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A message from Senator Enzi

The holiday season is right around the corner and soon many of us will be busy shopping, cooking and traveling. Congress will also be wrapping up session and getting the final touches on legislation before the end of the year. My legislative ‘to do’ list is probably longer than my grandson’s Christmas list but I am hopeful I can get all of it completed.

Over the weekend I was in attendance when Representative Barbara Cubin announced her decision not to run for re-election to the U.S. House of Representatives. I said it then and I’ll say it now, ‘Thanks Barbara for what you’ve done. You and your family will be in our prayers as you finish your term - and as you move on to other adventures.’

In this newsletter, my staff and I have summarized just a few of the issues that have been at the forefront of legislative life in the U.S. Senate, including the Farm Bill, international treaties and immigration issues. Thank you for subscribing to my newsletter. There is more information on my web page. We look forward to hearing from you if you have any questions or comments.

Headlines and Highlights

Farm Bill

The Senate Agriculture Committee passed the 2008 Farm Bill unanimously in October and the Senate has debated the bill for the past week. Enzi is working to ensure it continues to include language that benefits Wyoming producers. Enzi is pleased the bill already contains provisions to ensure food is labeled properly for consumers to know its origin, meat that has been state tested with the strictest federal standards could be sold across state lines and language that speeds up the process for leveling the playing field with transparent livestock markets. The bill also contains a provision Enzi supports that would allow the federal government to plan ahead for weather related disasters to help producers, consumers and taxpayers. Enzi likened that proposed program to a family starting a rainy day savings account to ensure protection against future misfortunes. The government does not currently have a rainy day fund for agriculture or any other disasters. Even though the amounts are very predictable the disasters are not.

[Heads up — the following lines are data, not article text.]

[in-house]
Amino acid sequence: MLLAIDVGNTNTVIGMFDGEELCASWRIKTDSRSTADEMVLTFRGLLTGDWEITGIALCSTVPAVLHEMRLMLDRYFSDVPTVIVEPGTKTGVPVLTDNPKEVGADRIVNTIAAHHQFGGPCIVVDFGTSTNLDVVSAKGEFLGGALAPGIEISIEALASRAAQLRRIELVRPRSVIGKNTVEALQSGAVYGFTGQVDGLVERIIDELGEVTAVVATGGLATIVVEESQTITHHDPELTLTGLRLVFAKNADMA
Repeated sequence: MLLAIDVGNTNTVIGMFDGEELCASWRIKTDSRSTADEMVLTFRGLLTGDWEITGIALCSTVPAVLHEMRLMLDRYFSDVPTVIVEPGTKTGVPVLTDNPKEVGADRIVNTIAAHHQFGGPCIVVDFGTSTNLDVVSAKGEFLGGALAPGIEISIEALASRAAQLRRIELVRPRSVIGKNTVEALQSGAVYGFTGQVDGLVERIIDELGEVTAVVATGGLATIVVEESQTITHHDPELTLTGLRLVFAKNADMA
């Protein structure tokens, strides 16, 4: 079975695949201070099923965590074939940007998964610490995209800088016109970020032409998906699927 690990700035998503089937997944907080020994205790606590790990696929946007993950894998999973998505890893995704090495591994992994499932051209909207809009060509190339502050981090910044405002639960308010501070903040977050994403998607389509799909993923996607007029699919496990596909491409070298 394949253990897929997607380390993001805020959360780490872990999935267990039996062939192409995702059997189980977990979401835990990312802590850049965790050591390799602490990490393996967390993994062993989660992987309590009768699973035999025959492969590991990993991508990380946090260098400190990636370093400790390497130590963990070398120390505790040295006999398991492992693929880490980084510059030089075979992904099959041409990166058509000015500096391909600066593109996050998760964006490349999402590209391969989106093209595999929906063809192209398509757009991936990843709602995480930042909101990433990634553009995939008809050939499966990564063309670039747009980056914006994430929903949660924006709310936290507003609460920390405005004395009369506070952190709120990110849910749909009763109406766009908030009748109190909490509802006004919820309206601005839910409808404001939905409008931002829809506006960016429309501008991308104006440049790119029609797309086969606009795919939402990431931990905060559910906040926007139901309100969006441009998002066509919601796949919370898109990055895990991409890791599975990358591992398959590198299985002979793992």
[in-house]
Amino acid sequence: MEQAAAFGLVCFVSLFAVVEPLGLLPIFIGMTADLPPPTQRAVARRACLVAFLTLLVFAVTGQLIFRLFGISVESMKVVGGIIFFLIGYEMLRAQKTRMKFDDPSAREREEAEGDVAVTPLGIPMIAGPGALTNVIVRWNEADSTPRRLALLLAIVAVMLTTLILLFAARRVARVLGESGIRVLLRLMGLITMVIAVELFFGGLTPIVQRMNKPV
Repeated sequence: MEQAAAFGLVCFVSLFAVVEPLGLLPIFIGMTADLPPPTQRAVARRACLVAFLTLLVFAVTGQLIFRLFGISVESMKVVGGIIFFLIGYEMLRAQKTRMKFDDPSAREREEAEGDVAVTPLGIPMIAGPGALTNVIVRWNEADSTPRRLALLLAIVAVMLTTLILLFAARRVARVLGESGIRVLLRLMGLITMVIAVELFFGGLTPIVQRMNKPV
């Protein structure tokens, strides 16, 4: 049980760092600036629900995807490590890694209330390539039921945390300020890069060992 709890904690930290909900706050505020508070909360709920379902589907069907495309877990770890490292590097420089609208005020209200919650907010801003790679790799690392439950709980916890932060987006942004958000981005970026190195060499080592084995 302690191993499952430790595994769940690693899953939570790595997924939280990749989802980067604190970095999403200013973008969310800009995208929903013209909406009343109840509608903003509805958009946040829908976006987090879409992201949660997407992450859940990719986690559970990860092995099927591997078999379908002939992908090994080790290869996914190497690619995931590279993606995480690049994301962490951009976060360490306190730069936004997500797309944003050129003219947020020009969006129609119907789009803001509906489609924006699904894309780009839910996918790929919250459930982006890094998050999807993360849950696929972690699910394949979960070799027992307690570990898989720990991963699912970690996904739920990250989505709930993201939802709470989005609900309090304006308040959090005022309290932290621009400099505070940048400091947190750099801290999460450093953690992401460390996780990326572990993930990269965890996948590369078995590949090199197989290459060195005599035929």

The Senate is expected to continue debate on the Farm Bill through the rest of the week. Enzi addressed the 88th annual meeting of the Wyoming Farm Bureau and a meeting of the Independent Cattlemen of Wyoming in Casper last weekend to discuss agricultural issues and the Farm Bill.

Land Mine Dogs

Enzi and his wife Diana were presenters for the 10th annual Clearing the Path Gala through the Marshall Legacy Institute on Oct. 30. The Enzis presented awards to the CHAMPS Patron of the Year and the CHAMPS Teacher of the Year. CHAMPS is a program Diana started in Wyoming for school children to bring quarters to purchase and train a dog to sniff out land mines in countries that have been devastated by the explosive devises. The CHAMPS program is now nationwide. Wyoming children raised money toward the purchase of a dog named Wyoming, who has cleared land mines in Sri Lanka. The Wyoming Association of Broadcasters raised enough money this year for a dog they named Cowboy, who will continue saving lives around the world sniffing out land mines. The program reminds our children that children in other countries are not as safe and that the U.S. didn’t put the land mines there but do more than any other country to clean them up.

On the Horizon

The Senate plans to continue debate on the Farm Bill while also passing remaining appropriations bills as well as a supplemental funding bill for the war in Iraq. The Senate is scheduled to adjourn this Friday and reconvene on Dec. 3 to finish business before the end of the year.

News Nuggets

Law of the Sea Treaty

* Enzi signed on to a letter asking President Bush to oppose a treaty that would set up a comprehensive legal structure for international management of the seas and their resources. Enzi believes the Law of the Sea Treaty has problems that could impact commerce, homeland security and environmental policy.


* Enzi voted against the Development, Relief, and Education for Alien Minors (DREAM) Act, which would grant amnesty to millions of illegal immigrants including some with criminal records. Furthermore, it would give illegal immigrants lower college tuition rates than many American citizens, and contains numerous loopholes that would allow fraud and abuse. The DREAM Act did not move forward in the Senate and failed by a vote of 52-44 on a motion that required 60 votes.

Cancer Research Award

* Enzi was honored as a Friend of Cancer Research for his past leadership as chairman and now ranking member of the Health, Education, Labor and Pensions Committee with drug safety. Drug safety greatly affects those involved in advocating for cancer research. The Friends of Cancer Research group awarded only two other recipients this year for the prestigious award.

Helping Seniors

*Enzi, the University of Wyoming, the Wyo. Dept. of Health and Alzheimer’s Wyoming hosted a workshop in Casper on Oct. 30 to provide towns, counties, businesses and individuals with new concepts and ideas to improve long term care services for seniors. The workshop drew nearly 80 participants from across the state.